Thomas A. Ban
Neuropsychopharmacology in Historical Perspective.
Lehmann Collection 19
Neuropsychopharmacology in Historical Perspective.
Heinz E. Lehmann: Alcoholism, aggression and androgen function
Discussion of paper by Jack Mendelson
(Presented at the Meeting on Biomedical Research in Drug Abuse Problems, Halifax, N.S., Aug. 29-30, 1974.)
Alcoholism has a long history. So have the attempts to explain it and fight it, prevent it or cure it, depending on what explanation one had accepted.
There was first the moral approach. According to it, alcohol abuse was an evil habit that was indulged in by weak-willed people. Signing the pledge, praying hard and making a "real effort" would put an end to it. Traces of this perspective are still to be found in Alcoholic Anonymous, one of the most successful modern treatment methods.
Then came the psychological school, based on psychodynamic principles that explained alcoholism as a disease due to complex intrapsychic conflicts and psychosocial stresses. With this thinking, treatment would have to be of psychotherapeutic nature taking into account the alcoholics' milieu. A modern version of the psychological approach is behavior modification whose techniques are based on learning theory.
Finally, there is the biological model which assumes that there are one or several particular physical substrates that account for the strange behavior of alcoholics and for their illness - a specifically human illness that does not seem to have a natural counterpart in animals.
Dr. Mendelson's paper has given us an example of fine and sophisticated research into the biological nature of some of the phenomena of alcoholism. Dr. Mendelson is no novice at this kind of research, since he and his co-workers have already done some of the definitive work on the functioning of the hypothalamic - pituitary - adrenocortical system under conditions of acute and chronic ethanol intoxication. His studies showed clearly that there is no intrinsic defect of the pituitary - adrenocortical system in response to ethanol stress in alcoholics, although it is possible that - besides other physical and behavioral tolerance to alcohol - there may also develop a tolerance of the pituitary - adrenocortical axis in ethanol addicts. Their serum cortisol increase following freely chosen amounts of ethanol was not greater than that observed in non-alcoholics, despite a three times higher blood alcohol level in the alcoholic subjects. (Mendelson and Stein 1966; Mendelson, Ogata and Mello 1971).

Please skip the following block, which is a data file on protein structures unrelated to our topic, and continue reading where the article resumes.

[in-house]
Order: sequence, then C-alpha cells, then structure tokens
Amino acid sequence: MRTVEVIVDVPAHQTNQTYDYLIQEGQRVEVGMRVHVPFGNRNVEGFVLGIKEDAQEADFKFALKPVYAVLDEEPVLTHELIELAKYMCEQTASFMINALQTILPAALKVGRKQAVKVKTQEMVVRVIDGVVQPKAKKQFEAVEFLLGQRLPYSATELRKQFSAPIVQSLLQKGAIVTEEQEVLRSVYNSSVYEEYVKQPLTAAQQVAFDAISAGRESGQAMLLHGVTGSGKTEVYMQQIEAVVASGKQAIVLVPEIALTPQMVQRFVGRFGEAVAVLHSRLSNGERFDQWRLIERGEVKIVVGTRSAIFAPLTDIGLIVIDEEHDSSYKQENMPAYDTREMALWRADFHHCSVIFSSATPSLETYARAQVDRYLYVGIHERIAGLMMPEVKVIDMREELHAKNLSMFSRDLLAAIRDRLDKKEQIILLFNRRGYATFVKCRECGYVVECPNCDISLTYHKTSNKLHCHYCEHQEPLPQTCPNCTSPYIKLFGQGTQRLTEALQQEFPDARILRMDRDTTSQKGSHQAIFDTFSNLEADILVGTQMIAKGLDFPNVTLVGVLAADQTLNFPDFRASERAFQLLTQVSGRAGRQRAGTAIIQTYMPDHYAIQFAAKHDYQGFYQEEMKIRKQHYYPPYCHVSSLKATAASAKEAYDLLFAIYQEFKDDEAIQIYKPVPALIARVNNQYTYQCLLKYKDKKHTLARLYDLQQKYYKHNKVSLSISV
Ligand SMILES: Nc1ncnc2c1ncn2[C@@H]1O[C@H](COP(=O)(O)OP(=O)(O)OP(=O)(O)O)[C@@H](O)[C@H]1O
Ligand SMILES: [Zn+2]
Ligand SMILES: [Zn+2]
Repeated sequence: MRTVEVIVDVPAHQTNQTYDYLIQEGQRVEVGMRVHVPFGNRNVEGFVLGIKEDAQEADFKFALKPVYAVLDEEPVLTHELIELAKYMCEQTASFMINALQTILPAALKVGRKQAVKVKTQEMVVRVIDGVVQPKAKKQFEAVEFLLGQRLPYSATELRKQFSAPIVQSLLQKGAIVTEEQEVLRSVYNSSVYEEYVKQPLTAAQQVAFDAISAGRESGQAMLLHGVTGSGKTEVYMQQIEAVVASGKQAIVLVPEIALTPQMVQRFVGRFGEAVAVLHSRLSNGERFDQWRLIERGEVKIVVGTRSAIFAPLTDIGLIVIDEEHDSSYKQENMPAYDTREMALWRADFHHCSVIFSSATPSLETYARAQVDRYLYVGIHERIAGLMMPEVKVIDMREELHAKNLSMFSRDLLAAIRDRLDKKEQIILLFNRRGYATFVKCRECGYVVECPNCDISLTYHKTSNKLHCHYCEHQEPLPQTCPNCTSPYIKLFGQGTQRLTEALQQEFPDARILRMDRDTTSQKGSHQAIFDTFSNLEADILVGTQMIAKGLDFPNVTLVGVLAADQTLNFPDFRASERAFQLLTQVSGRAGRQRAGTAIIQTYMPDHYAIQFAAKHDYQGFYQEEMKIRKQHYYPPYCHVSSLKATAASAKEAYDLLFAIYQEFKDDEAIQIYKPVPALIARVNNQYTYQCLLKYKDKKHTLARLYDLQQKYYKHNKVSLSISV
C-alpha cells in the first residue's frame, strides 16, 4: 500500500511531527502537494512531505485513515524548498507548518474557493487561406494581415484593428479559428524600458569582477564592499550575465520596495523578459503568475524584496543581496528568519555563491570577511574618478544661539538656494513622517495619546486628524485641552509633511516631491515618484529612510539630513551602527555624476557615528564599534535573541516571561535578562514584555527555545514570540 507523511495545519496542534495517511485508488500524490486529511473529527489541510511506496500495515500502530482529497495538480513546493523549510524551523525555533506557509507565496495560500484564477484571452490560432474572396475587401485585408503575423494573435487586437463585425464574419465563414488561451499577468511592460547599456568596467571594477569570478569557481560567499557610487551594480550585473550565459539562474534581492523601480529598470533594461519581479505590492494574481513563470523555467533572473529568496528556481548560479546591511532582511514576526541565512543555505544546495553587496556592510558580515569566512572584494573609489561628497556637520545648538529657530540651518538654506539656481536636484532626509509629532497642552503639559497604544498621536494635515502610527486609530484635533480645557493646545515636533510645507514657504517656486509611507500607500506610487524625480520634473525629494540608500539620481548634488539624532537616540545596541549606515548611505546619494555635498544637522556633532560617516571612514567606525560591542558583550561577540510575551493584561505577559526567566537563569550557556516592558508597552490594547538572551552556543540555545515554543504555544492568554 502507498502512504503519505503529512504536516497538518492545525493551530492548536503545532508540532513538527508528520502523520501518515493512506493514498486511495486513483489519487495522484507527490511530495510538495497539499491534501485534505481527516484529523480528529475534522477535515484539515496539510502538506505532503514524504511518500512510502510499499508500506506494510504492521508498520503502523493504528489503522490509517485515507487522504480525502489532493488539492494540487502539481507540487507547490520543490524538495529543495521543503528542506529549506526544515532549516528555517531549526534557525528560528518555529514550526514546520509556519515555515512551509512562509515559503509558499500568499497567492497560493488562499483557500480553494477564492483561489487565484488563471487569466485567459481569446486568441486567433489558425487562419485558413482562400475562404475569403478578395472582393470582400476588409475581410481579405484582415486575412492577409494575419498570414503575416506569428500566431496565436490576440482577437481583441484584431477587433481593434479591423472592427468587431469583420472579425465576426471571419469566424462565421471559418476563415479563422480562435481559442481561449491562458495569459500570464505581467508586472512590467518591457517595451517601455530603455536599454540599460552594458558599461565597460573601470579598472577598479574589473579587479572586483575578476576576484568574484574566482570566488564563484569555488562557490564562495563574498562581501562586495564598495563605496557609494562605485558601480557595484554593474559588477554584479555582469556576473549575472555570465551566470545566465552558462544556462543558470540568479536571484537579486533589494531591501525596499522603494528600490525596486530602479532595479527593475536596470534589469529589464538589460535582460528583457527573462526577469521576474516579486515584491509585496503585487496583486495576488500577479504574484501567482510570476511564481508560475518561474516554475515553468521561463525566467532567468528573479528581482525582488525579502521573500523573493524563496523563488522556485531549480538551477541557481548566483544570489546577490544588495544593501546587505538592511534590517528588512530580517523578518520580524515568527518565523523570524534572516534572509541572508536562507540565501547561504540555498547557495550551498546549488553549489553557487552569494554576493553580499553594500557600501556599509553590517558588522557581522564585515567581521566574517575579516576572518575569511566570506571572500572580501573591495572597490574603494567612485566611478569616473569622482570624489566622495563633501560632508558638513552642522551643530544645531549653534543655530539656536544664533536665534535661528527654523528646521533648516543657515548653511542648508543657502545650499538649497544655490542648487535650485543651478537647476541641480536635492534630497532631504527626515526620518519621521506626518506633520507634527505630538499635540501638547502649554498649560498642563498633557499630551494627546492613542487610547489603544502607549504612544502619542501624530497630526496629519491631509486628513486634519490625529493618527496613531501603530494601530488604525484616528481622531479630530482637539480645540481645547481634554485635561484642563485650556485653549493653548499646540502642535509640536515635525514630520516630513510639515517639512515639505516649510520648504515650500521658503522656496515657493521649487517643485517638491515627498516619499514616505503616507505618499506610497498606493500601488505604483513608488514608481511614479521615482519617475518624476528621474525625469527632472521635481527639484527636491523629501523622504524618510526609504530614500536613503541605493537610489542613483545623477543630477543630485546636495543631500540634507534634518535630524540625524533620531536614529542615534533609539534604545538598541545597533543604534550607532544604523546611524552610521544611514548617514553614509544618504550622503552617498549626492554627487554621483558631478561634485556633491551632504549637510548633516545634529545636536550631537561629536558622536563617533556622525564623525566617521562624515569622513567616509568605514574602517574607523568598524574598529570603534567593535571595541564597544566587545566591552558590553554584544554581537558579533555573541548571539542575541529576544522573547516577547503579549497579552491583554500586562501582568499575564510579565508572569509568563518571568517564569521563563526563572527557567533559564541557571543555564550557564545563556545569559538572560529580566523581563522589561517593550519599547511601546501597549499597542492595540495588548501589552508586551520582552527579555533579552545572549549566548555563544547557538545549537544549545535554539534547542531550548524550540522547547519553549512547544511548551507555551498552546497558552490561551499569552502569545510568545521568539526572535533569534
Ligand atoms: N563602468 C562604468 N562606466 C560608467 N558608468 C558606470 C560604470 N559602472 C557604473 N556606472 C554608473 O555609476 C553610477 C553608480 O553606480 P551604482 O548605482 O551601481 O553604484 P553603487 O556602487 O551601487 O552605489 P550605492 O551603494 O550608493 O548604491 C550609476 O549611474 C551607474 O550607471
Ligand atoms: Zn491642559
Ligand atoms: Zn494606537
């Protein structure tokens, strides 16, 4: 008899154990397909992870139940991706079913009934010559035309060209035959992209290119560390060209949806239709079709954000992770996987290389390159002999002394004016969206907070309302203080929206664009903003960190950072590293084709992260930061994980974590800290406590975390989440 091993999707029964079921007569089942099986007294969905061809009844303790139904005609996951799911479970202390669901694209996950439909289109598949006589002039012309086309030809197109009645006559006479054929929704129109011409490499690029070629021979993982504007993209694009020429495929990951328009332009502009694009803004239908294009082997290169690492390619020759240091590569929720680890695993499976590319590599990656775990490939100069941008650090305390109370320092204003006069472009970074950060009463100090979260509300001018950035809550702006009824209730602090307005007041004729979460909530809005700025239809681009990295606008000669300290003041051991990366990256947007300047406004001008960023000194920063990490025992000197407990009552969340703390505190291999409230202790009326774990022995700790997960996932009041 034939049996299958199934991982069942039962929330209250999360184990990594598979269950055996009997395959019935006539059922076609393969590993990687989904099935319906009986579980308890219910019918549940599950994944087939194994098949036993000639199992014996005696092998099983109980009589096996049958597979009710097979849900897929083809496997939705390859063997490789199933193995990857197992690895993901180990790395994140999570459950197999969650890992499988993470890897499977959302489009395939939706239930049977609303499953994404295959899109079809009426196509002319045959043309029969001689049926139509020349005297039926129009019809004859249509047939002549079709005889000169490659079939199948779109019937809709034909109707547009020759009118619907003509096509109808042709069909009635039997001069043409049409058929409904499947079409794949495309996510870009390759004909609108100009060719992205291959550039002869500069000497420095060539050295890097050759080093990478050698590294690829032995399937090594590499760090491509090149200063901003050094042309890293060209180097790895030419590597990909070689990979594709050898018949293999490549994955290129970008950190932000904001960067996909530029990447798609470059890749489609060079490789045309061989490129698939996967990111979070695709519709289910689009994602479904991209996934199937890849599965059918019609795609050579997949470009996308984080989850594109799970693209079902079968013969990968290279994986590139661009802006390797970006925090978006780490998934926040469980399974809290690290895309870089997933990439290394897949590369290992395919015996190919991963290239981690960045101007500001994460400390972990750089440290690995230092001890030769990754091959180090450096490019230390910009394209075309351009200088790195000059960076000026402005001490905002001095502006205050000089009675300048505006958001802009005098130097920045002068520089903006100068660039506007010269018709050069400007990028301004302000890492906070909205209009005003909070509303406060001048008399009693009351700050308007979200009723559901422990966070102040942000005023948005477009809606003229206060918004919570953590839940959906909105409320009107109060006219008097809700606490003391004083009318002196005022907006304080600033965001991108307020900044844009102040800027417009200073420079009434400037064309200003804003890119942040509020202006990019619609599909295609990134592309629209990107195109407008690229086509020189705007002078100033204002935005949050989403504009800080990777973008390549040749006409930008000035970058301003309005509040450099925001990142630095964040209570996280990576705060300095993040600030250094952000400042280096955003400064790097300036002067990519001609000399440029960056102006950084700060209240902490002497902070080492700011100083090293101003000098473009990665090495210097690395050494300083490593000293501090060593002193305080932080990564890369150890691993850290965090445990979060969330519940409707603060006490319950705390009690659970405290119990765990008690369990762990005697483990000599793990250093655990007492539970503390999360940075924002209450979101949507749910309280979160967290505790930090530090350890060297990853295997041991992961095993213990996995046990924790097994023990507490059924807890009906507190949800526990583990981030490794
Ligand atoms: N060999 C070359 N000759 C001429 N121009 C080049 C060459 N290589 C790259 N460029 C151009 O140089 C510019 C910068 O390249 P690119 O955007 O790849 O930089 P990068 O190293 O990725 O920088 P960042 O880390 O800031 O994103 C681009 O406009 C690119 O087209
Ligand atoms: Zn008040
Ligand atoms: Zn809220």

In the work Dr. Mendelson presented yesterday, he was able to answer the question whether the frequently observed aggressive behavior of persons intoxicated with alcohol is due to or correlated with an increase of androgens.
A correlation between testosterone levels and aggressive behavior in criminals has been established by various investigators. In human subjects, Persky, Smith and Basu (1971) reported an association between plasma testosterone levels and ratings on the Buss - Durkee Hostility Scale, a psychometric instrument for the measurement of aggressive attitudes. However, other investigators (Kreuz and Rose 1972; Doehring, Brodie, Kraemer et al. 1973) - most recently Mayer-Bahlburg (1974) - have been unable to confirm Persky's findings.
Dr. Mendelson's studies showed that there occurred actually a decrease of testosterone levels under conditions of acute alcohol intoxication, that the hormone levels returned towards baseline levels when alcohol intake stopped and that there was no correlation between testosterone levels and aggressive behavior. Finally, he found that the distribution of testosterone plasma values was not related to aggressive behavior in alcoholics under conditions of sobriety.
He thus was unable to confirm his first hypothesis, that aggressive behavior of intoxicated persons is due to increased plasma testosterone levels. Since Dr. Mendelson states that diurnal fluctuations of testosterone levels account for only 20% of the variance, I do not believe that his results would have been essentially different if he had made more frequent assessments of testosterone levels.